Throughout my time there the doctor's genuine interest in his cases and unfaltering motivation highlighted to me the privilege of having such a stimulating profession. This, together with the ever advancing nature of a career in medicine, was brought to the fore by an infant who was having a check up as a result of her being put on an ECMO machine after her birth with Meconium Aspiration Syndrome. The ease with which the doctor broached and dealt with sensitive subject matter also emphasised the importance of a warm, approachable manner and an ability to communicate to a person on their level of understanding. I believe I have honed these skills and gained invaluable experience of the eccentricities of the general public myself in my job as a salesperson.

It is important to convey an impression of engagement and intellectual curiosity when talking about any work experience/placement/voluntary work.

Since February of this year I have volunteered in a care home for a couple of hours each week. I assist with serving meals to the residents as well as feeding one of the more infirm ladies. My time there has brought to my attention the more unpleasant side of medicine and has proved by far the most useful work experience I have had; preparing me for the stark realities of physical ageing and senility. In spite of this, I genuinely enjoy my time there; giving residents, some of whom go months without visitors, 10 minutes of my time to chat can be very rewarding in the obvious enjoyment they get from it. The experience has shown me very clearly the importance of caring for the emotional as well as the physical needs of patients.

This paragraph reaffirms the applicant's motivation for medicine. They admit that working in a nursing home is not glamorous but explain how rewarding it has been. There is evidence of analytical skills here and there is no doubt that the applicant has become well-informed about the realities of healthcare. Empathy comes across as well, with the applicant recognising that a brief interaction can have such a positive effect on the overlooked residents of the home.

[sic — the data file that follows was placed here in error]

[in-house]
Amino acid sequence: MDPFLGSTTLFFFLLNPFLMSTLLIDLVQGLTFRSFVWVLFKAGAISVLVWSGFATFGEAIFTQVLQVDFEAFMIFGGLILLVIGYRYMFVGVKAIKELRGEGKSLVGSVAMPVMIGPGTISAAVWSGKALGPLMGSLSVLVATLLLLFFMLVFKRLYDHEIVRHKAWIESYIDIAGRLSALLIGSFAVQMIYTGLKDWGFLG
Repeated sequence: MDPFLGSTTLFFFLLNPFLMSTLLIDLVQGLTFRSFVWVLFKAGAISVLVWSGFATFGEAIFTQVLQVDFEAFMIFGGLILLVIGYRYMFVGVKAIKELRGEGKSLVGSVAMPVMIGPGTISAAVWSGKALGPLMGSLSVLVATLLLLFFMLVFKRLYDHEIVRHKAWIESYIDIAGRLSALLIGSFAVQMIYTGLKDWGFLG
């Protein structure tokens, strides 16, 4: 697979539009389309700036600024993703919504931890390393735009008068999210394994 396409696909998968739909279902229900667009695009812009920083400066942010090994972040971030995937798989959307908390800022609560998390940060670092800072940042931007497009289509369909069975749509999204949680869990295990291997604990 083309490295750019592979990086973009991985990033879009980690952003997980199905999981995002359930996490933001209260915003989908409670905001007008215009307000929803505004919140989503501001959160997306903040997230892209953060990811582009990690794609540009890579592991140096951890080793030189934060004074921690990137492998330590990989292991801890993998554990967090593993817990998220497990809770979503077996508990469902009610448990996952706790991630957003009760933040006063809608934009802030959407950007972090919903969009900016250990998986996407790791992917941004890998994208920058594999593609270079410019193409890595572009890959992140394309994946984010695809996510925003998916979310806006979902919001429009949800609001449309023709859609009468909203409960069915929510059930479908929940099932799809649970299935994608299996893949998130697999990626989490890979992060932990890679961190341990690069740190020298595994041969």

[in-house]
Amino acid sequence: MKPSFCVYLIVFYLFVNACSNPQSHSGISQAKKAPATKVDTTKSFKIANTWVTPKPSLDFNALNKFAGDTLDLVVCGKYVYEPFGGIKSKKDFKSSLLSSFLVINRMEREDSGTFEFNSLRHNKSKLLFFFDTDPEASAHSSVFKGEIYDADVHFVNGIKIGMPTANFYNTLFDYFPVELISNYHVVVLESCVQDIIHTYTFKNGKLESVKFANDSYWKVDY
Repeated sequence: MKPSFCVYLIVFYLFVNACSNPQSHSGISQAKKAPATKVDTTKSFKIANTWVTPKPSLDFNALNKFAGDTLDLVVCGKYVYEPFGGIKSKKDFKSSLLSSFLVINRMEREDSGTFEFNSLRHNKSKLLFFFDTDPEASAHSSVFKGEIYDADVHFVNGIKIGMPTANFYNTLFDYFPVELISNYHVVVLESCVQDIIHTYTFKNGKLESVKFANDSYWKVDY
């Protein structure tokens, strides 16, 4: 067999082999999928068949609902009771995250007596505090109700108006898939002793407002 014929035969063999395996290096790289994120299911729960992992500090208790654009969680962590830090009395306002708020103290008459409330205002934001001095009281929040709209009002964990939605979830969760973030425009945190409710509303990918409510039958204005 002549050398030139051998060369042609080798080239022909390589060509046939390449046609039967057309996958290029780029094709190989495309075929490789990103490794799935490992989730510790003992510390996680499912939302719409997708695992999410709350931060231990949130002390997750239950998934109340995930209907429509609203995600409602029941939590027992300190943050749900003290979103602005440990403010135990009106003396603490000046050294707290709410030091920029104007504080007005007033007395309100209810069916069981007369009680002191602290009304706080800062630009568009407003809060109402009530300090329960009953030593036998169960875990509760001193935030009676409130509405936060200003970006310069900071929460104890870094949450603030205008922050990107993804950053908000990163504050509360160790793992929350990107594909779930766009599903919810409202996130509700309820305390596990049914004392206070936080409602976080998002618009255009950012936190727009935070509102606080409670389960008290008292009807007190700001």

Outside of my lessons I enjoy orienteering with a local club. As part of an expedition I took part in, we walked 80km over 4 days in torrential rain. The challenging conditions demanded teamwork and trust to maintain morale and perform effectively as a group; as well as calm rational thought in stressful situations. Also, through this activity and the people I met, I have become a member of the SJA which has enabled me to gain first aid qualifications and go out on duties.

Although the bulk of a personal statement should be academic-related, it is important to show a life outside of studying. The involvement in a club or association demonstrates wider spare time interests, and the description of the challenging walking expedition provides evidence that the student can work with others and can cope in an arduous situation, obliquely suggesting that they might have the capacity for sustained and intense work . The student also shows that they understand that taking time out to relax and manage any stress is important, and conveys the impression of good time management. The passing reference to the drama group reinforces the impression that this applicant is a team-player. It is useful to describe sporting or musical interests although, as, this applicant shows, these non-academic interests don't need to be particularly high-powered ones.

Other activities I enjoy include drama - I was a member of a local group for 6 years - cycling and playing the guitar and piano which allow me to relax.

Non-academic interests don't need to be particularly high-powered.

I know that medicine is not a "9 to 5" job and is by no means the glamorous source of easy money it is often perceived to be. I understand the hours are long and potentially antisocial and that the career can be physically exhausting and emotionally draining. It is apparent that becoming a medic will involve inherent sacrifice.

However medicine is also a deeply gratifying and fascinating career path. I want to be a medic because my passion and aptitude is foremost scientific and to me 5 or 6 years more of formal education followed by a lifetime of further learning sounds like a stimulating career option and, thankfully, a far cry from the monotony some jobs pose. Nevertheless, as an intrinsically social person, I would relish a career requiring the development of strong empathic relationships with patients too. Crucially, I know I have the enthusiasm, capacity for hard work and the open and enquiring mind needed to succeed in such a fulfilling vocation.